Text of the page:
Snap lost a quarter of its value in after-hours trade on Thursday as the social media group posted a bleak outlook for its fourth quarter, blaming Apple’s recent privacy changes.
The Snapchat parent warned that revenues in the forthcoming quarter would be between $1.16bn and $1.2bn, well below the current consensus estimate of $1.4bn, according to S&P Capital IQ.
The rules, which Spiegel said have “upended” the industry, require apps on Apple’s App Store to get explicit permission from users to track them for advertising purposes.
“While we anticipated some degree of business disruption, the new Apple-provided measurement solution did not scale as we had expected, making it more difficult for our advertising partners to measure and manage their ad campaigns for iOS,” he said.
Spiegel said that advertisements were not actually performing any worse, but added that the company was now rebuilding its own ad infrastructure.
Snap also posted a 57 per cent rise in revenues to $1.07bn in the three months to the end of September, falling $3m short of its previous revenue guidance. Net losses shrunk 64 per cent to $72m in the quarter.
Spiegel also cited broader macroeconomic challenges around the coronavirus pandemic that affected the results, including advertisers’ supply chain issues and labour shortages.
Snap, whose shares were up 52 per cent this year at Thursday’s market close, lost close to 24 per cent of their value within minutes of the announcement in after-hours trading, wiping $30bn from its market value.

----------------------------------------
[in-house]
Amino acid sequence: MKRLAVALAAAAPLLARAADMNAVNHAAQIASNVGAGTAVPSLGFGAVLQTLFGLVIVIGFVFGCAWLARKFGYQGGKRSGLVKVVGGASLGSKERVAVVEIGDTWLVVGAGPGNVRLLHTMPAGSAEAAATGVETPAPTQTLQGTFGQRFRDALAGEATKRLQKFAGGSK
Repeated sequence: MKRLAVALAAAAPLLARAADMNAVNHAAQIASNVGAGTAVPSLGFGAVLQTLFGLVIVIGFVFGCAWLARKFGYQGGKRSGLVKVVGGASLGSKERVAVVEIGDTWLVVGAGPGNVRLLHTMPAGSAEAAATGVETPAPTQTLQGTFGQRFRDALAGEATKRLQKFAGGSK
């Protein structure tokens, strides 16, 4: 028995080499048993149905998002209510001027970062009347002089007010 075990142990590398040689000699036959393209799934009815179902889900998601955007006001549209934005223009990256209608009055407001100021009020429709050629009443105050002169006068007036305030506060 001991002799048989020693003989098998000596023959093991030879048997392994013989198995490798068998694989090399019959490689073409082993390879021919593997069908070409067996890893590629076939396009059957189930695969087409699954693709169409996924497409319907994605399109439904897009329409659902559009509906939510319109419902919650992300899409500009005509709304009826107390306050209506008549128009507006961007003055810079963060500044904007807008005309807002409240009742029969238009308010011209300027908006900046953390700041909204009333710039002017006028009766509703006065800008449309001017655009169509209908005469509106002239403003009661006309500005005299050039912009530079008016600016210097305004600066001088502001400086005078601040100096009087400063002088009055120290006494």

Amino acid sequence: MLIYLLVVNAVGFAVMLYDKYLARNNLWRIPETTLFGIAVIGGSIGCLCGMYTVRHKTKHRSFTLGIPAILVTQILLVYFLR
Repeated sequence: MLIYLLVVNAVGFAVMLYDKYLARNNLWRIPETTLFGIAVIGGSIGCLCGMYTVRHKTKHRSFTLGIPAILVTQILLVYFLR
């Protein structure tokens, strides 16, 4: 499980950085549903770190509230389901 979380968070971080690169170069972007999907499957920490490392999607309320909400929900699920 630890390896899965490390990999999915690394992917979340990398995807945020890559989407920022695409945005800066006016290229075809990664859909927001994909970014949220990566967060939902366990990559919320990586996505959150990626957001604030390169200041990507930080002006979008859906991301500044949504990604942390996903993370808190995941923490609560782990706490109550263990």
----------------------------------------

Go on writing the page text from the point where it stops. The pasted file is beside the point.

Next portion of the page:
Meanwhile, shares of Facebook, which reports earnings on Monday, fell 4.5 per cent after-hours. Other “super publishers” reported smaller after-hours declines: Alphabet shares were down 2.8 per cent, Pinterest lost 2.9 per cent and Roku was off 3.2 per cent.
Apple’s changes mean that advertisers no longer receive real-time, granular information on how their ads are performing, and instead have to wait 72 hours for aggregate data.
Some observers worried that the impact of the changes would be “apocalyptic”, while others were optimistic that they would have a more moderate effect.
Nevertheless, some advertisers are throwing more money at “safe haven” services that still offer granular data, such as Android and Apple Search Ads.
Facebook said last month that it had become “harder to measure [the effectiveness of ad] campaigns on our platform” and estimated it was “under-reporting iOS web conversions by approximately 15 per cent”.